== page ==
After Pornified – How Women Are Transforming Pornography and Why It Really Matters
A Book Review, by Lady Cheeky: Originally published on EvolvedWorld.com
What do you think about when you hear the word “pornography”? In the United States at least, that word usually conjures up images of brightly tanned, women on their knees and overly built men with perma-erections in various states of orgasmic euphoria. Pornography has classically been made by and for a male consumer base summarily ignoring the female audience that was always assumed to not be interested in sexually based entertainment. It’s interesting to note though, that 40 million Americans visit porn sites regularly and 1 in 3 of those viewers are women, (probably more if you figure that a lot of women would be too shy to admit to it). However, with the ever-increasing demographic of women who enjoy porn on a regular basis this old-fashioned image may need to make way for a new paradigm of pornography, Feminist or “Re-visioned” Porn.
In the new book AfterPornified: How Women Are Transforming Pornography & Why It Really Matters (from Zer0 Books) by Anne G. Sabo, Ph.D., Ms. Sabo catalogs and explains the history and the need for Feminist Porn.
“ … the great thing about porn affecting us is that it can actually have a good effect on us. Re-visioned and transformed feminist porn proves my point. Re-visioned porn can change the way we think about and practice sex in positive ways, just as mainstream porn has affected the way we picture and practice sex in negative ways”.
By highlighting and examining revolutionary feminist porn filmmakers and their work, Ms. Sabo delineates how each artist brings their unique vision and aesthetic to their films and how that impacts the world of erotic filmmaking geared toward women. She also speaks with these illustrious filmmakers, Candida Royalle, Erika Lust and Lisbeth Lyngoft to name a few and interviews them about their vision and their process. Ms. Royalle, for example, outlines (with great sub-categories) two essential elements one must incorporate in a good feminist sex flick:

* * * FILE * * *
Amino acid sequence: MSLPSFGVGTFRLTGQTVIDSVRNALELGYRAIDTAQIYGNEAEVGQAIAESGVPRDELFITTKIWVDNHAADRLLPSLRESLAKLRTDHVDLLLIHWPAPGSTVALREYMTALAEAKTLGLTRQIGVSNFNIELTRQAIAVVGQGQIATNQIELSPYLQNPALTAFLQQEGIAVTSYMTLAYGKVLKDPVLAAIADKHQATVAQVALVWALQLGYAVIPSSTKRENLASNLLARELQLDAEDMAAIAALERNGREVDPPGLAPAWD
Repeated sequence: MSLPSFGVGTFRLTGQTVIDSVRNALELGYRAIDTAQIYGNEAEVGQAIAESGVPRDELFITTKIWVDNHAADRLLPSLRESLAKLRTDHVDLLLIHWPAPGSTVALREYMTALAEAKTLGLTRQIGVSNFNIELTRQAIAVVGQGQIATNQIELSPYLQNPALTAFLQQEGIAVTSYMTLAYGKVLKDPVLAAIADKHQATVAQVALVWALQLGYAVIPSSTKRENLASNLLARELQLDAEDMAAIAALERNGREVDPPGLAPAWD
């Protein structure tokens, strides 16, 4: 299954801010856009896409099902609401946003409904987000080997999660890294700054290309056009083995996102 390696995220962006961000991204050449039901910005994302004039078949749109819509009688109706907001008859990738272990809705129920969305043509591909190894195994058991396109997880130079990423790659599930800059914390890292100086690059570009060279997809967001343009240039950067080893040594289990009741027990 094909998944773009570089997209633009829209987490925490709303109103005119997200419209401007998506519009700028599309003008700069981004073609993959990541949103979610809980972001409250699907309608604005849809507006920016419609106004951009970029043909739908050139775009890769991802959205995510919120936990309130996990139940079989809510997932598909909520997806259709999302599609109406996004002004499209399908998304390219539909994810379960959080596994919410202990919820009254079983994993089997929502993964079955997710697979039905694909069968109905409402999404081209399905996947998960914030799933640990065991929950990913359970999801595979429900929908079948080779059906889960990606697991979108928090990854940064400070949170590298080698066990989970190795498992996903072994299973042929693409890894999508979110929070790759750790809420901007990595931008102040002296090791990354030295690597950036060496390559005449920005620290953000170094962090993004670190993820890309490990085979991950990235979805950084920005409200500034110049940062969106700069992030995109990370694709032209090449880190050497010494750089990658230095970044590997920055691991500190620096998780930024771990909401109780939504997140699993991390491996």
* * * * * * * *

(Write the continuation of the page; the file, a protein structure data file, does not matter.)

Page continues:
1. High cinematic production value and
2. Progressive sexual-political commitment.
Ms. Lyngoft also throws her hat in the ring with her must have list, one of which is “To create a powerful female character who is determined and who goes with her desires”. This seems to be the main current that runs through the feminist porn genre; giving the female lead agency over her own body and desires.
Breaking down scenes from classic feminist porn films and then dissecting why they change the landscape of the pornographic film business is a unique and fascinating aspect of Ms. Sabo’s book. It’s almost as if the reader is being schooled in sexuality & feminist theory and practice by an intelligent and noted scholar. In fact, Ms. Sabo is an academic-cum-public educator who has researched feminist pornography for over a decade and is a noted expert in her field. The reader benefits from her expertise by covering topics that range from pushing the limits with progressive porn to music video porn all written with intelligence and aplomb. As a fantastic plus, Ms. Sabo finishes off her book with a healthy appendix of filmmakers, websites, women-oriented sex shops, and progressive sex film awards and festivals to further quell your new lust for more feminist porn.
Ms. Sabo has done her research and it shows in this illuminating and detailed treatise on the re-visioned/feminist porn movement. This book is a goldmine for all sex-positive women and men who at least believe that there is nothing wrong with porn that a little balance can’t fix or even the steadfast feminist who wants to broaden his/her knowledge base on the issues of sexual agency of women in adult film. The casual reader will also find something to take away from this book, a new respect for the women of porn and a newly minted image when they next hear the word “pornography” brought up in conversation.
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